Vitamin B12 is almost exclusively found in animal-based foods. That’s why vegetarians and vegans are a risk group. A blood test can show whether you have a deficiency. It is treated with a course of tablets or injections.
Vitamin B12 is also known as cobalamin. Compared to other vitamins, the human body only needs very little vitamin B12 as it is good at storing it.
The body needs vitamin B12 for several reasons, including to renew cells, form blood and to keep the nervous system working properly. It also plays an important role in energy metabolism. As the body can’t make vitamin B12 itself, it needs to get it from food.
Vitamin B12 is almost exclusively found in animal sources like meat, fish and dairy products. These foods are rich in vitamin B12 (values in micrograms per 100 g):
Researchers have found that mushrooms, algae, fermented soybeans and leafy vegetables contain traces of vitamin B12. However, the amounts are so small and vary so greatly that these can’t be considered reliable sources of vitamin B12.
The recommended daily amount of vitamin B12 for adults is 4 micrograms. During pregnancy, this increases to 4.5 micrograms and when breastfeeding, to 5.5 micrograms. According to the 2012 Swiss Nutrition Report (Schweizerischer Ernährungsbericht), the average daily allowance is 6 micrograms.
As it moves around the body, vitamin B12 is bound to various transport proteins. This makes sure that very little vitamin B12 is lost. The human body only absorbs the vitamin in the last part of the small intestine. Stomach acids, the digestive enzyme pepsin and pancreatic enzymes break down vitamin B12 from food until intrinsic factor (a glycoprotein) can bind with it. Without this macromolecule, the body is unable to absorb vitamin B12.
The body stores vitamin B12 in the liver. Even if someone isn’t getting enough vitamin B12, it will take time for the deficiency to show its effects. The body can continue using its stored reserves for years. The symptoms aren’t always clear. Signs of a deficiency can include:
Vitamin B12 deficiency can also lead to anaemia and nerve damage.
People who regularly eat meat or fish don’t usually get vitamin B12 deficiency. Vegetarians and vegans are at a higher risk of developing the deficiency. However, a study has shown that vegetarians and vegans are aware of this, so they often take supplements to compensate.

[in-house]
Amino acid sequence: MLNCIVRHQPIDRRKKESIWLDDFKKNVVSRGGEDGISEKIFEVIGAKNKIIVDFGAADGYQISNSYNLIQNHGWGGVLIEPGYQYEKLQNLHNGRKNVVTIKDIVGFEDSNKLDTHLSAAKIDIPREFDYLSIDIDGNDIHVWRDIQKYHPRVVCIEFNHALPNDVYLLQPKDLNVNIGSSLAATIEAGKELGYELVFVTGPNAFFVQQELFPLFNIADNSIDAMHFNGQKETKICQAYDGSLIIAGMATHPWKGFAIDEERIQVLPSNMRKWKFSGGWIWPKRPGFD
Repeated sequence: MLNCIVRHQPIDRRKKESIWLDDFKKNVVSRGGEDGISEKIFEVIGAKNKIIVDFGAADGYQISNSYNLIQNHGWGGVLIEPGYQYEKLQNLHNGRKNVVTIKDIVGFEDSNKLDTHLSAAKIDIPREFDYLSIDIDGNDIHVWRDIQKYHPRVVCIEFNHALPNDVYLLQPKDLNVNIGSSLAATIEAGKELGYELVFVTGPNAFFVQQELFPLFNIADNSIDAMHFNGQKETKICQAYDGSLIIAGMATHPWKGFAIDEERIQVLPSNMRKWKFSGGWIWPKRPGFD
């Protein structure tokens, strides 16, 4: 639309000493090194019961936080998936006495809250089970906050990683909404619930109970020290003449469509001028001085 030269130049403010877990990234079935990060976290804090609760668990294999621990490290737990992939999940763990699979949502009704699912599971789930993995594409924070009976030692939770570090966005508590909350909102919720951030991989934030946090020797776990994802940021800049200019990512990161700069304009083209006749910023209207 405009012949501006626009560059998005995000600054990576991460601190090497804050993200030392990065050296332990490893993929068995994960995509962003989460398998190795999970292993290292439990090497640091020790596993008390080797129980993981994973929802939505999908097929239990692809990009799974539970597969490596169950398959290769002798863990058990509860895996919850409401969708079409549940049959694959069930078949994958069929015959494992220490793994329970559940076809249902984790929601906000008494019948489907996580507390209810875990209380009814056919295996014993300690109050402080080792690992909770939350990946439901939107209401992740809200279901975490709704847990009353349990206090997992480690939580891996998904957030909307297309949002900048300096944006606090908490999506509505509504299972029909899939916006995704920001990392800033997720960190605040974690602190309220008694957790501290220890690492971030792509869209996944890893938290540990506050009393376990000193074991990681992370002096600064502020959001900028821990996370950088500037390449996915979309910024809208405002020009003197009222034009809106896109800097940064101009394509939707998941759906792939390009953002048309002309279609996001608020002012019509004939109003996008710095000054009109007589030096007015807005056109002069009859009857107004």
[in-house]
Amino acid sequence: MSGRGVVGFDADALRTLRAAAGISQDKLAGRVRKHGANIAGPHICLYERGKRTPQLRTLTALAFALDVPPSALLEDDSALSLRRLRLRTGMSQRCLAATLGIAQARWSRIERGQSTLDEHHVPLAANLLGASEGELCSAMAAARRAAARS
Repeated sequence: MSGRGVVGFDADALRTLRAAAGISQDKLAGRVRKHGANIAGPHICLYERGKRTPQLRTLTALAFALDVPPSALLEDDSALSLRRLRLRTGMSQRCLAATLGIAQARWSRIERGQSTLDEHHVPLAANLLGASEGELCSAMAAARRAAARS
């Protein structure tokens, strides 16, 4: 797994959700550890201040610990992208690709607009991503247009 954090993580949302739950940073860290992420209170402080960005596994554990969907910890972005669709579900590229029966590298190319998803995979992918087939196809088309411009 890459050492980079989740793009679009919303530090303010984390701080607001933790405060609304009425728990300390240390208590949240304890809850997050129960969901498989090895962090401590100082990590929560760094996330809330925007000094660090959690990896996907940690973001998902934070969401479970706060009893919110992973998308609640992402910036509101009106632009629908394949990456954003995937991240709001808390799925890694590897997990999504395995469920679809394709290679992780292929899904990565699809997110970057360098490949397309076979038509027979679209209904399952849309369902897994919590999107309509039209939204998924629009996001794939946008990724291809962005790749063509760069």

There are many different causes for vitamin B12 deficiency. As well as poor nutrition or a reduced ability to absorb it (absorption disorders), other reasons for not getting enough vitamin B12 can include:
All of these can reduce vitamin B12 uptake in the body or sometimes prevent it almost entirely.
There are three different ways of checking for a vitamin B12 deficiency.
People who eat a vegetarian or vegan diet should get their vitamin B12 levels checked on a regular basis. This is particularly important during pregnancy and while breastfeeding, when the body needs more vitamins.
If the deficiency is due to insufficient vitamin B12 in the diet, oral treatment is an option. Daily vitamin B12 will be prescribed in the form of tablets, capsules or drops. They usually contain a much higher dose than the reference value of 4 micrograms. This is because the body can only absorb and use part of that amount.
If the body cannot absorb vitamin B12, tablets won’t help. It means the body also can’t use the vitamin B12. Vitamin B12 will therefore be given as an intramuscular injection. The frequency of these injections will vary depending on the person.
If you have a vitamin B12 deficiency, the first thing to do is treat it. Yet it’s important to assess the underlying cause of the deficiency, too. It could be a sign of a digestive tract disorder.
Vitamin B12 deficiencies are not always easy to detect. A blood test provides the first clues. People at risk include vegetarians, vegans, older people, pregnant women and people with kidney or bowel diseases. The symptoms can vary widely and can’t always be linked to vitamin B12 deficiency. However, early detection and treatment is important because a deficiency can, in some cases, lead to permanent damage.
Evelyne Dürr (Msc in Human Movement Sciences, ETH; CAS workplace health promotion) joined Helsana in 2014. As a health management specialist, she helps customers engage with prevention and health promotion. Evelyne Dürr gave the editorial team advice and input for this article.
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